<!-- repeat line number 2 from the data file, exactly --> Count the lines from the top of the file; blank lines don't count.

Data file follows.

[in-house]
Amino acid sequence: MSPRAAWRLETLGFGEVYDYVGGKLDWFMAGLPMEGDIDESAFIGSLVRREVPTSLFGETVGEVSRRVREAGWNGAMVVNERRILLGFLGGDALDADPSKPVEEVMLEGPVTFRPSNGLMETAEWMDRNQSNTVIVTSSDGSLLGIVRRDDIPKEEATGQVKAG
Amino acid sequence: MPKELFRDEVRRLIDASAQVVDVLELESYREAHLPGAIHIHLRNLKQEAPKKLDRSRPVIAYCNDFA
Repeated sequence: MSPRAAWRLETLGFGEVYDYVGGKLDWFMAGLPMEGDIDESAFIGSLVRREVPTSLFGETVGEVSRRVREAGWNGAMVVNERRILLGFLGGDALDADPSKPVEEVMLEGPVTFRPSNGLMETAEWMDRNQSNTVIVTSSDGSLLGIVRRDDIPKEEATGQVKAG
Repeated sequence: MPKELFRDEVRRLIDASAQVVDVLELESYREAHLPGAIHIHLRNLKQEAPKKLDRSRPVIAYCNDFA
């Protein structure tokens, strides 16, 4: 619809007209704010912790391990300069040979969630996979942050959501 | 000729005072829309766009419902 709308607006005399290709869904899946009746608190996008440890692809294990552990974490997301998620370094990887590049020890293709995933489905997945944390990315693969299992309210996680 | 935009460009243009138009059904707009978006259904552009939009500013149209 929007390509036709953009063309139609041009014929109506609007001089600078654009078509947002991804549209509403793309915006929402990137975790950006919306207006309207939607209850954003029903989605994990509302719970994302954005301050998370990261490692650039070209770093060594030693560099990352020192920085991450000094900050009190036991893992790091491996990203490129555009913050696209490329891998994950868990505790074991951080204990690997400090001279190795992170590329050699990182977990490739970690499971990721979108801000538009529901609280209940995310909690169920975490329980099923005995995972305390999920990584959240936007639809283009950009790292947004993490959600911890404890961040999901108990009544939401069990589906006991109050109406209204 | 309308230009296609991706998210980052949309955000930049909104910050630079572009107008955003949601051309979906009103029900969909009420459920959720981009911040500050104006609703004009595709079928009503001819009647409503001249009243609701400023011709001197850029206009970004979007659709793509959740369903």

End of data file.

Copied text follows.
Amino acid sequence: MSPRAAWRLETLGFGEVYDYVGGKLDWFMAGLPMEGDIDESAFIGSLVRREVPTSLFGETVGEVSRRVREAGWNGAMVVNERRILLGFLGGDALDADPSKPVEEVMLEGPVTFRPSNGLMETAEWMDRNQSNTVIVTSSDGSLLGIVRRDDIPKEEATGQVKAG